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Lorine Livingston Pruette

Birth:
1896

Death:
1977

Training Location(s):

PhD, Columbia University, (1924)

MA, Clark University, (1920)

BA, University of Chattanooga, (1918)



Primary Affiliation(s):

Smith College, (1922-1923)

University of Utah, (1923-1924)

New York University, (1926-1927)

New York Medical College, (1954-)



Media Links:
Archival Collections

Lorine Pruette Papers, Schlesinger Library, Radcliffe Institute, Harvard University, Cambridge, MA. 

 


Biography:


Career Focus:
 Industrial psychology; feminism; counseling; psychoanalysis.


 

Lorine Livingston Pruette was an early 20th century psychologist and feminist. She was born in Millersburg, Tennessee on November 3, 1896 to Oscar Davis and Eulalia (Miller) Pruette, who went on to have three more children, one of whom died in infancy. Both her parents were college educated. Her mother's education was facilitated by an inheritance from her grandfather specifically designated for this purpose. Pruette’s childhood was also marked by the presence of strong female role models, embodied by both of her grandmothers.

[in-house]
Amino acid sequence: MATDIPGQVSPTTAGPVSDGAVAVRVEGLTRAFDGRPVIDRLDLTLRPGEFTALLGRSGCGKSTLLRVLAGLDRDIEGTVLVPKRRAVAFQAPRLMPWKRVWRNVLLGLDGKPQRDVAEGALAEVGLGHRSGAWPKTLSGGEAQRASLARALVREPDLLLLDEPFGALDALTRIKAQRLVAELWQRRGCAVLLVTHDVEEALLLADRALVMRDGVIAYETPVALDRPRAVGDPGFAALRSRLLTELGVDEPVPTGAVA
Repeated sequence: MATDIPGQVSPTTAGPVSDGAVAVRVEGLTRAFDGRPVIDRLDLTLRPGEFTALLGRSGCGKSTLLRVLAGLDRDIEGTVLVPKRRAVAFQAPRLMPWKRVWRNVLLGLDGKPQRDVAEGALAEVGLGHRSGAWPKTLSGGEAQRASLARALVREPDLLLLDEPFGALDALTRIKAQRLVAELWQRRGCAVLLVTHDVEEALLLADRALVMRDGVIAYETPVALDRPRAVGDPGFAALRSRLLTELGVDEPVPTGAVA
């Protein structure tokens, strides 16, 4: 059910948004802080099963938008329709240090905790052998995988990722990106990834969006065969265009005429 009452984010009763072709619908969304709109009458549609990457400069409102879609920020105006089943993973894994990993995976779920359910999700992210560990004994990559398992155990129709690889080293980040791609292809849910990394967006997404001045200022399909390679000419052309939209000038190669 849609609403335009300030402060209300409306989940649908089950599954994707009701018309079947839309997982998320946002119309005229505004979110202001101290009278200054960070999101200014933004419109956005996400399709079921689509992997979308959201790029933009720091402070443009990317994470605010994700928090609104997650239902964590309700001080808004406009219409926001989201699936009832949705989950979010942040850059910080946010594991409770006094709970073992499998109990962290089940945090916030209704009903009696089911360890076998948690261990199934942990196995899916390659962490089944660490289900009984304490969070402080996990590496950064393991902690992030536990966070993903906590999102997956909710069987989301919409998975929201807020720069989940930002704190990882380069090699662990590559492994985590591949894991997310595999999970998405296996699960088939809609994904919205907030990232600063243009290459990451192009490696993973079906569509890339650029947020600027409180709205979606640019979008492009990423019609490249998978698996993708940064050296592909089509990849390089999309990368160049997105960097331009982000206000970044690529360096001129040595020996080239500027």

Pruette spent her first five years living on a farm before the family moved to the small town of Christiana, Tennessee, so that she could attend school. When she was seven the family moved again, this time to Chattanooga. In high school, in the early 1910s, Pruette became interested in the suffrage movement. Despite this early interest and her feminist leanings, she never formally joined the movement, believing the effect of women earning the right to vote would be relatively negligible.

 

After graduating from high school in 1914, she enrolled in the University of Chattanooga. As part of her newly active social life during these years she began to lecture on controversial topics. Her lectures expressed her anti-war and anti-lynching stances. She earned a Bachelor of Science degree in Chemistry in 1918.